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And we’re crafty, you know.

That’s my cousin on the left. And now he’s gonna kill me.

Or something like that…

Anyway, yesterday when the smoke had cleared from the unsuccessful egg bake I attempted to make for my guests, Husband and I shuffled around the house, ate leftover dip and pasta and reminisced a bit about the year we left behind us.

We both came to the conclusion that it went too fast. So fast, that most of our memories are a blur.

But there are some favorites we could agree on, fun little tidbits of 2013 that will hang on with us forever.

Like making a bon fire and attempting to curl on the stock dam and sled down the big hill outside our house with all the friends we could convince to come and visit us,

the long trip to Montana to sing under the mountains,

my cousin’s wedding that brought all the relatives together,

the arrival of the cabin on the spot the old house used to sit,

the construction of the deck and celebrating turning 30 under the stars.

It was the year of the wild berries and impossible hornets,

Pops’ Trail 90, a Disney Extravaganza, the slow destruction of my windshield and the pug’s motivation

and what feels like a million words written and a thousand songs sung.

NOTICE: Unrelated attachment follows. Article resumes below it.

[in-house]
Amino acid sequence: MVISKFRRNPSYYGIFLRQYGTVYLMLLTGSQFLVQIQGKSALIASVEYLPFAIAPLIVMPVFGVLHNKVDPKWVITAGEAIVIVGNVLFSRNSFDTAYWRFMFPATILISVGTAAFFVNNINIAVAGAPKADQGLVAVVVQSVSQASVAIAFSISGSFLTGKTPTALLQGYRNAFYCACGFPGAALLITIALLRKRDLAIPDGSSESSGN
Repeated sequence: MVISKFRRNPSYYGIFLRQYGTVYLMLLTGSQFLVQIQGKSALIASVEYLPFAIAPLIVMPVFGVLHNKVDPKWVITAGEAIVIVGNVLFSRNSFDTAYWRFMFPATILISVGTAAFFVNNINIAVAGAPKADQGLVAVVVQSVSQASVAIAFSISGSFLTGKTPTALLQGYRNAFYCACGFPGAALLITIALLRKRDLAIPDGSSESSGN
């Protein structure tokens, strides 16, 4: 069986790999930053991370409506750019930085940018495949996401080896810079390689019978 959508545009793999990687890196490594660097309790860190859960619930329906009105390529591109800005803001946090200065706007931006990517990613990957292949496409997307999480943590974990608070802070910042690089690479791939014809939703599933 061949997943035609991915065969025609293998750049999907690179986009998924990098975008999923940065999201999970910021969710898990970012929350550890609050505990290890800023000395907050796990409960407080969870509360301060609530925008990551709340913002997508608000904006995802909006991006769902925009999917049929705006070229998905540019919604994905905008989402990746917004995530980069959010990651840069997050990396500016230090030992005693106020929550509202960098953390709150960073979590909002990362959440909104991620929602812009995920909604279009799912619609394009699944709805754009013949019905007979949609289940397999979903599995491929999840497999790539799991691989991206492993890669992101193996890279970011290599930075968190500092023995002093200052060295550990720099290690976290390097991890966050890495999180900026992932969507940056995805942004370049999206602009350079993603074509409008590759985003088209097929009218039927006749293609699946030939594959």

It was the year of Juno,

a big March snow storm,

so much rain we never got out of the mud,

the coldest December of my life, a master bathroom project that threatened to end me and some of the best horses we’ve ever had on this place.

It was the year we didn’t quite get what we wanted but tried our damnedest anyway.

It was a good year, one, as always, spent behind the camera.

Because life is beautiful.

January

February

March

April

May

June

July

August

September

October

November 

December

Thanks for all the love friends. Here’s to good friends, good wine, good tunes and good times in 2014!

Sunday Column: Oh Christmas Tree, spindly Christmas Tree

Husband and I don’t have many traditions. Unless you count paddlefishing in May, sending him off to pheasant hunt in October and sometimes remembering our own anniversary enough in advance to buy a bottle of Champaign, I would call us sort of go with the flow type people.

Unless it comes to Christmas. We have traditions at Christmas. We eat pancakes and prime rib. I dip pretzels in chocolate and make a holiday shaped cheese ball.  I dress the pug in a Santa suit.  And we cut our own Christmas tree.

That Christmas tree thing, that’s my favorite one.

And since we moved back to the ranch we have held true to it being a magical sort of process, one that starts with a dreamy vision of the perfect cedar waiting lonely in the coulees of our favorite pasture in the sparkling snow and ends with us laughing and smiling under its boughs covered in twinkling glitter and lights.